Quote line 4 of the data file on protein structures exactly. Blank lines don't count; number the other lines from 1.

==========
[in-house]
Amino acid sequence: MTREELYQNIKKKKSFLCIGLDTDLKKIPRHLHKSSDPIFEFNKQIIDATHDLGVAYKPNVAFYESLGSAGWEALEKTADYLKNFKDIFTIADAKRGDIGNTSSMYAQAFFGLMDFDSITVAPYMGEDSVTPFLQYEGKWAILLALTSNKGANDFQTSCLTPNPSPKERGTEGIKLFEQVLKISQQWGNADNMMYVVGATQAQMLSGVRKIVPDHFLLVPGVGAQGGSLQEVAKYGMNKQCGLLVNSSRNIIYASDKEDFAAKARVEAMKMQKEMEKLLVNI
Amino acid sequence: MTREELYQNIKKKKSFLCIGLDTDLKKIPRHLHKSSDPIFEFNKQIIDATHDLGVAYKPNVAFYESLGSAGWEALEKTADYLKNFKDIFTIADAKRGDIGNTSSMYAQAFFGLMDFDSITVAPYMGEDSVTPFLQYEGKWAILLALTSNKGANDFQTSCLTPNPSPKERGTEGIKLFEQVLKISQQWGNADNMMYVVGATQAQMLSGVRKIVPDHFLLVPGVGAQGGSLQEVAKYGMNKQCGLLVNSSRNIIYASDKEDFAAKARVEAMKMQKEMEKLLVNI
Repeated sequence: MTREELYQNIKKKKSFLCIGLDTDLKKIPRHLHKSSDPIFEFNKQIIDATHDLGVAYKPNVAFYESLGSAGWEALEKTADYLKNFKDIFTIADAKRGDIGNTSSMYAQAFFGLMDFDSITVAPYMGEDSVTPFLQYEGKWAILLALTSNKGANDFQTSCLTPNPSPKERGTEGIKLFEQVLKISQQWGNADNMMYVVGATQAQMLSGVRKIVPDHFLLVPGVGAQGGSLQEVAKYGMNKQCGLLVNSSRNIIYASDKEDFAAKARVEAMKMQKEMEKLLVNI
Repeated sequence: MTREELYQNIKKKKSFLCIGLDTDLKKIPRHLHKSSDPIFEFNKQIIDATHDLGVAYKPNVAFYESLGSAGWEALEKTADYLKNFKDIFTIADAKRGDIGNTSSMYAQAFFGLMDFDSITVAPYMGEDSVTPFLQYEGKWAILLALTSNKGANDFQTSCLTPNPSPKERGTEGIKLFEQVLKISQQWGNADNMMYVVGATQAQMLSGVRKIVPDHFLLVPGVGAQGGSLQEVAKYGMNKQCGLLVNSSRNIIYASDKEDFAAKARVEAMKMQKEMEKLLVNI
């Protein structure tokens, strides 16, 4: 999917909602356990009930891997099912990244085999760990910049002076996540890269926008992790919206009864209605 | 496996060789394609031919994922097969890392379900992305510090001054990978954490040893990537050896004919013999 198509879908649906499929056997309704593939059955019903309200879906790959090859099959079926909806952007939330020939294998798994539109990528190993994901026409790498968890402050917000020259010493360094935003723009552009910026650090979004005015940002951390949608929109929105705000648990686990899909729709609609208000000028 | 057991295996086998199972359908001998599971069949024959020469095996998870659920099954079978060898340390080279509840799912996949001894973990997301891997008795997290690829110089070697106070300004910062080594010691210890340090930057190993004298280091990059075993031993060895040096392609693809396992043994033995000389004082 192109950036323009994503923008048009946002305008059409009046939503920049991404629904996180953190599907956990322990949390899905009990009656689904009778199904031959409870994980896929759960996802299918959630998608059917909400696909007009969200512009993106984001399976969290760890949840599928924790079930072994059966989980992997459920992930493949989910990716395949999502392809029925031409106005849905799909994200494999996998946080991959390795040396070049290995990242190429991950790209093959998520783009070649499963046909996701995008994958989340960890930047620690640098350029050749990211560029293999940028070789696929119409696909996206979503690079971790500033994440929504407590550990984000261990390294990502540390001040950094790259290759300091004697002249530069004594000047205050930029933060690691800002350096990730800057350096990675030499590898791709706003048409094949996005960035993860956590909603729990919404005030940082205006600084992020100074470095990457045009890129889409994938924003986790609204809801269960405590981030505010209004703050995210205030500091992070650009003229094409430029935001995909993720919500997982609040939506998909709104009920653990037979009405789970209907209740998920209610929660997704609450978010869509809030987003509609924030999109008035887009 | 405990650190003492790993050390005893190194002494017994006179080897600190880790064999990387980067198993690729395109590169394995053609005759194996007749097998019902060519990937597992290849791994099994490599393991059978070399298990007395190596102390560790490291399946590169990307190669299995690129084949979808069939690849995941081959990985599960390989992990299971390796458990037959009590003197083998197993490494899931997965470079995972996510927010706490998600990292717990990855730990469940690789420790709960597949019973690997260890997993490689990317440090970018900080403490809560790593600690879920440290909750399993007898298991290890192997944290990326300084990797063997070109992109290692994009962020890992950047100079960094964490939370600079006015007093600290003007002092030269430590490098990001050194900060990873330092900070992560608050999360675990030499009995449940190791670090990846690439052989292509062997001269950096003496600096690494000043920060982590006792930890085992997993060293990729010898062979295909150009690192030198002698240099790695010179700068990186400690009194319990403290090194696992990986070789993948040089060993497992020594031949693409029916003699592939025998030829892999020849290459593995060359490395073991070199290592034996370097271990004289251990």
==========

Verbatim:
Repeated sequence: MTREELYQNIKKKKSFLCIGLDTDLKKIPRHLHKSSDPIFEFNKQIIDATHDLGVAYKPNVAFYESLGSAGWEALEKTADYLKNFKDIFTIADAKRGDIGNTSSMYAQAFFGLMDFDSITVAPYMGEDSVTPFLQYEGKWAILLALTSNKGANDFQTSCLTPNPSPKERGTEGIKLFEQVLKISQQWGNADNMMYVVGATQAQMLSGVRKIVPDHFLLVPGVGAQGGSLQEVAKYGMNKQCGLLVNSSRNIIYASDKEDFAAKARVEAMKMQKEMEKLLVNI